By Eric Howard
Last week, 200 national faith leaders descended upon Minneapolis and Central Lutheran Church for the 2019 ELCA World Hunger Leadership Gathering. It was a rare sight to see so many Lutherans gathered under a shared conviction that faith in action could end hunger.
At the heart of the event was its theme: “Creative Congregations, Courageous Leaders: Organizing for Change.” This event title knit together data and stories, scripture, and action in an inspiring, sobering way.
My recent move to downtown Minneapolis has demonstrated to me that homelessness and hunger are more visible than ever. At a gathering workshop, I listened to stories from my neighbors who spoke of times when they were homeless and were refused shelter, food, clothing, and safety. Their experience isn’t unique.
“I listened to stories from my neighbors who spoke of times when they were homeless and were refused shelter, food, clothing, and safety.”
ELCA World Hunger compiled data and resources to help our faith communities understand and teach the realities of hunger from a local and global perspective. The core factors of hunger — housing, employment, food security, food access — were a central focus. To bring it home:
- On a given night in January 2018, 7,243 Minnesotans experienced homelessness (US Department of Housing and Urban Development);
- In Hennepin County, 128,620 people are food insecure, with the second highest county in our synod being Dakota at 30,470 (Feeding America);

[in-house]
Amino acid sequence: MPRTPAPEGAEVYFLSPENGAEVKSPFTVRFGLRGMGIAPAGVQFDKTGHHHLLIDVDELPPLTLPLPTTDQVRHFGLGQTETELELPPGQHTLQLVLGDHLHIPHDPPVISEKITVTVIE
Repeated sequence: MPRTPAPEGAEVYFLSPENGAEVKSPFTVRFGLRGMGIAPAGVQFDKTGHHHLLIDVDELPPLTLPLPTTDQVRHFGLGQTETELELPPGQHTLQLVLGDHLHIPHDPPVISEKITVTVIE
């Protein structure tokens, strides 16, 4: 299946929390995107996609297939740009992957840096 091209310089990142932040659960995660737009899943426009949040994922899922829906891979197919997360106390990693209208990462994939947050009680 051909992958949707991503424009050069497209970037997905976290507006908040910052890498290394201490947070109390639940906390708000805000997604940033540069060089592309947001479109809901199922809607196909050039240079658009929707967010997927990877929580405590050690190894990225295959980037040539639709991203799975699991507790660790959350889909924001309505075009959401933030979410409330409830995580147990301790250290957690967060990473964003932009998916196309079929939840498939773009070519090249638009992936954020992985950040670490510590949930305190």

- In 2016, only one farmer’s market sold food to people in Scott, Carver, and Sherburne counties (USDA).
AS A GLOBAL CITIZEN, I got a different kind of reality check. Food insecurity around the world has steadily increased since 2015. Climate change, sudden migration, and unstable governments are all significant factors that increase food insecurity.
My immigrant roots sparked a question: Where have I seen this?
I think we’ve all seen it under the surface in recent news about immigration. Families are fleeing their country, making the audacious trek across North America to seek asylum at the U.S.-Mexico border. Like the local homeless and hunger stories I heard, we hear of people at the border refused shelter, food, clothing, and safety.
Where do we find hope? As people of faith, we turn to scripture; as advocates, we organize.
The recent Gospel reading was the parable of the Good Samaritan from the Gospel of St. Luke. The story admonishes people to put aside their differences and “help those who are in need.”
“My recent move to downtown Minneapolis has demonstrated to me that homelessness and hunger are more visible than ever.”
In my experience, how we “help” can be as complicated as the issue itself. That’s where organizing comes in. The act of organizing has an uncanny way of waking us up from indifference and moving us toward meaningful solutions, … one story at a time.
Our stories keep us grounded; being made one body in Christ means “those who are in need” are us. May God hold this conviction as we address hunger one story, one relationship at a time.